Waiting to close on a home can be made all the more stressful if your buyer keeps asking for a closing date extension. You’re already in escrow (which might feel like forever in itself), and now the buyer wants more time before signing on the dotted line. It’s enough to send seller frustration levels through the roof. So if your buyer keeps asking for extension after extension, should you grit your teeth and be patient or consider calling off the deal?
If the goal is to close on a house, why would the buyer want to delay the process? There could be many reasons, but the most likely scenario is that the buyer is having trouble getting the mortgage approved.
The reality: Even someone with a rock-solid pre-approval can face unexpected hurdles getting a loan.
“A pre-approval is not full loan approval,” says Tracy King, a Realtor® in Pasadena, CA. “It’s the beginning of a long road of verifications that the lender requires from the buyer. All kinds of situations arise between the beginning of loan approval and the end, and even if the lender is doing a good job, the issues that can delay the process are mind-boggling.”
Changes in the buyer’s financial portfolio
Sometimes underwriters get swamped and can’t process mortgages as quickly as would be ideal. If that happens, a lender’s rules and regulations can change as buyers are applying for a loan.
If buyers, not realizing they should avoid taking on any new debt while waiting for the loan approval, make a big purchase—things could slow way down. Also, unexpected items (including previously unnoticed identity theft) can sometimes pop up on a credit report.
The buyer’s house hasn’t sold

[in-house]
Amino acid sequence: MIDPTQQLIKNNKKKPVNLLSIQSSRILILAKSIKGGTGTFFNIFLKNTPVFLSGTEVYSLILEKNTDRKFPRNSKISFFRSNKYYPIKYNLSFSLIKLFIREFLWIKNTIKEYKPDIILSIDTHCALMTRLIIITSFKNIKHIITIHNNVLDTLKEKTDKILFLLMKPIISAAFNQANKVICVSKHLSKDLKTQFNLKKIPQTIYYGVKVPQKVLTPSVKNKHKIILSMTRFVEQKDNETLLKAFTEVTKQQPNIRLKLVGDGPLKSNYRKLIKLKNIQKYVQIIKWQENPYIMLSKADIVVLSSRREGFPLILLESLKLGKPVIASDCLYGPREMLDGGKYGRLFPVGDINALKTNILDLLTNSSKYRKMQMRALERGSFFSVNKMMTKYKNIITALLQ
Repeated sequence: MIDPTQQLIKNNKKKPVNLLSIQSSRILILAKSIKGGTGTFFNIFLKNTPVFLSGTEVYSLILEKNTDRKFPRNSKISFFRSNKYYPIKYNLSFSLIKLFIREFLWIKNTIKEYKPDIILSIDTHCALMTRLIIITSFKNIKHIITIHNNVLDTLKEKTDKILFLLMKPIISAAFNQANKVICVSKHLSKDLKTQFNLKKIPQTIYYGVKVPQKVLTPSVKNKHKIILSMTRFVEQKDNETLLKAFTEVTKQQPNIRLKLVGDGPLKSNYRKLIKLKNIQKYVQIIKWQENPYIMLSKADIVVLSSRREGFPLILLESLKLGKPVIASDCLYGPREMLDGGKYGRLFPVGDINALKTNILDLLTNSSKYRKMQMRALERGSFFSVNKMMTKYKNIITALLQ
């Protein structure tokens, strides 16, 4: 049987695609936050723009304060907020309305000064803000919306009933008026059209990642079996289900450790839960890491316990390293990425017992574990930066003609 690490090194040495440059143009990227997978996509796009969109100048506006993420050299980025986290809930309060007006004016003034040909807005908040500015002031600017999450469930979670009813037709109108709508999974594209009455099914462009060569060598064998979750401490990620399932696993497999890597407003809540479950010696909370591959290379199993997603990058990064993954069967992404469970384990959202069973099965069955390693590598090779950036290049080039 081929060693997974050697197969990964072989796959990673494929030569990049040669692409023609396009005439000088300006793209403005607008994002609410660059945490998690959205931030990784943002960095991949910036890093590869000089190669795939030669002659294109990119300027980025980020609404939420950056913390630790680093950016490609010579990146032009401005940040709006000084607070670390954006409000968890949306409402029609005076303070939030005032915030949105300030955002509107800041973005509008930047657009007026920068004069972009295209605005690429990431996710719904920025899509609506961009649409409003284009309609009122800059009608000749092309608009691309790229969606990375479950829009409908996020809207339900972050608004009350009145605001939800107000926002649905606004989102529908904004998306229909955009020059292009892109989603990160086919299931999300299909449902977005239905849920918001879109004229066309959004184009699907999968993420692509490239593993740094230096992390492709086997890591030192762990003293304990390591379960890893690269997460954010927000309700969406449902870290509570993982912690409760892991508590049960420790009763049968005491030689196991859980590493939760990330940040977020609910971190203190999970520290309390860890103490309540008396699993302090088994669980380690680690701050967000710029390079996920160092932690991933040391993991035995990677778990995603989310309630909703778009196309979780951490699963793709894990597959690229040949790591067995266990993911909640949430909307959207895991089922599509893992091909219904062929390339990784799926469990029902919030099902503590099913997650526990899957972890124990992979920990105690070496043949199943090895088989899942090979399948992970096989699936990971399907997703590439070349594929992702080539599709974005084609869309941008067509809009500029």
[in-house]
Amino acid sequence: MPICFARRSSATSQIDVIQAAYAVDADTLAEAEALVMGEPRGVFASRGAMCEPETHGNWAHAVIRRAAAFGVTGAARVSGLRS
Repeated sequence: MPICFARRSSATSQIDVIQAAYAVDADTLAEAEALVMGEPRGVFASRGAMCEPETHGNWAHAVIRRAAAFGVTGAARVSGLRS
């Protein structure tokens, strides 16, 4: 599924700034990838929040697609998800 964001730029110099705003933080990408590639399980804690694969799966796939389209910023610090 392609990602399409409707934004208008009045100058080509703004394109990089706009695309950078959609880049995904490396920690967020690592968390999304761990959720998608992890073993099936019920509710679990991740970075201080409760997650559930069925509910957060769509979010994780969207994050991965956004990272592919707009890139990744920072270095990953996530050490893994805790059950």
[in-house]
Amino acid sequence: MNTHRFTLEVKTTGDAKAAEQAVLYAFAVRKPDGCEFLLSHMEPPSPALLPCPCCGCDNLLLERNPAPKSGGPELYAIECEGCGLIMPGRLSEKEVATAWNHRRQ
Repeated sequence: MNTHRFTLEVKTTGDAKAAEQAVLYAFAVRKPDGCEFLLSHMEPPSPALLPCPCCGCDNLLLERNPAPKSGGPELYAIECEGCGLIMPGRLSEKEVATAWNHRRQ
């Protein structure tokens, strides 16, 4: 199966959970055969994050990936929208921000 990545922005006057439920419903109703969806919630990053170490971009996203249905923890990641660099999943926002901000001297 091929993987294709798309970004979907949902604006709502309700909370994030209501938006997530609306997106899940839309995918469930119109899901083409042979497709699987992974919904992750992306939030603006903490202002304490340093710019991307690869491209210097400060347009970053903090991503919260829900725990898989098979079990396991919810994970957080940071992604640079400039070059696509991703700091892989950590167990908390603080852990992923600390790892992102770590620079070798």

Another reason buyers might want to delay closing is that they are having trouble closing on the house they’re currently living in. If their buyer needs an extension, that could make them unable to purchase a home without the money from the sale for a down payment.
Hopefully anyone in the buy-sell situation has already communicated that to you—and added a contingency clause in the contract that the buyer’s home must sell first.
Should you move on to another buyer?
In the end, it’s up to you to decide how long you’re willing to wait—and for what reasons. If you’re legally able to break the contract and you’re tired of dealing with your poky buyer, then talk to your Realtor about the possibility of finding a new buyer.
Whatever you do, don’t be too hasty, advises King: “You can demand to close escrow and cancel the deal, but is that really what you want to do if you have no other prospects? I’ve had deals drag on for weeks because of a loan processor making new requests for verifications based on the last piece of information received. It’s frustrating, but it can work out in the end.”
If you’re feeling worried, you have options beyond just breaking the contract.
“You could also ask the buyer for money for the cost of the delay for things like mortgage interest and taxes,” says Ginny Ollis, a real estate agent in San Diego.
The most important thing your real estate agent can do is find out from the buyer’s agent what’s really going on. There’s no point in waiting around if the buyer has no hope of getting approved for the loan. A buyer acting in good faith is probably just as frustrated as you are by the delay. Honest communication on all sides—perhaps backed up with a little extra earnest money—should help get the deal done as quickly as possible.